That being said Northern Inuits can successfully be trained to exercise off lead. However, they can have a high prey drive which coupled with their incredible sense of smell can make them prone to chasing and potentially hunting, particularly small animals such as mice and rabbits. This is something a new owner should be prepared to address through training, and recall training should begin as soon as possible. Some Northern Inuits, if introduced to livestock at an early age, will grow up not wanting to chase livestock, but as with any dog caution should always be had around livestock and dogs should be on a lead.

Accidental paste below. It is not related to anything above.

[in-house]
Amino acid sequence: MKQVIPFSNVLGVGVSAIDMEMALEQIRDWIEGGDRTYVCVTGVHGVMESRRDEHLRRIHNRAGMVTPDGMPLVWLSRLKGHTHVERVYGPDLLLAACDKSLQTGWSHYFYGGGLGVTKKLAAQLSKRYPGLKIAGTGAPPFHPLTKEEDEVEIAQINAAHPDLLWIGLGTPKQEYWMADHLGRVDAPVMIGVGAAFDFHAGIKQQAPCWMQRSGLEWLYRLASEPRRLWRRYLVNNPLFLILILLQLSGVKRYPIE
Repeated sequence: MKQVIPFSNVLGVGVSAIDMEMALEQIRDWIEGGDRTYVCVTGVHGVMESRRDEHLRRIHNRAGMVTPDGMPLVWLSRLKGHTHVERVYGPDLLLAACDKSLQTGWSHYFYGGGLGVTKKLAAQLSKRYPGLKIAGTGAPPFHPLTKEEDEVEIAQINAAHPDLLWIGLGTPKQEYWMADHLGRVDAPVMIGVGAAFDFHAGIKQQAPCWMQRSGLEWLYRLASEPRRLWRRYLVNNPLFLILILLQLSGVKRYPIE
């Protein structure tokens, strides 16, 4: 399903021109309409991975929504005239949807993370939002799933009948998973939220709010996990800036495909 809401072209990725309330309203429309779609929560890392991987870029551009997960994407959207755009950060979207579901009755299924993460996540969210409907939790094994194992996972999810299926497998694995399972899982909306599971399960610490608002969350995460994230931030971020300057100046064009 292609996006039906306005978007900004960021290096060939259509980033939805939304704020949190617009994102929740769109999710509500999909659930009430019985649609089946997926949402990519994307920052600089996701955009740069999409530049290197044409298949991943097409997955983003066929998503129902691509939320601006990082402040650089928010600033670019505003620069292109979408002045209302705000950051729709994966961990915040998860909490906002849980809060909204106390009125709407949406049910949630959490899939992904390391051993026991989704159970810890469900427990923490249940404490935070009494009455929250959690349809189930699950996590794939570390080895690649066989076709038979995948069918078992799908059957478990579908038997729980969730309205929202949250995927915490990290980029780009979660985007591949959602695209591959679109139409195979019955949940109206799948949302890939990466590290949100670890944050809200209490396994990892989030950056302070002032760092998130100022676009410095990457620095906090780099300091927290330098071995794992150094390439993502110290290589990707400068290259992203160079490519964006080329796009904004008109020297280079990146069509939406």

Due to their intelligence the possibility for Northern Inuits is endless. Some of our Northern Inuits are registered as Pets at Therapy dogs and used as assistance dogs, and many have successfully achieved Bronze, Silver and Gold in the Kennel Club Good Citizen Award Scheme. However, Northern Inuits tend to make very bad guard dogs due to their friendly and inquisitive demeanour, so the best you may get is a bark (although some Northern Inuits rarely bark and some prefer to howl).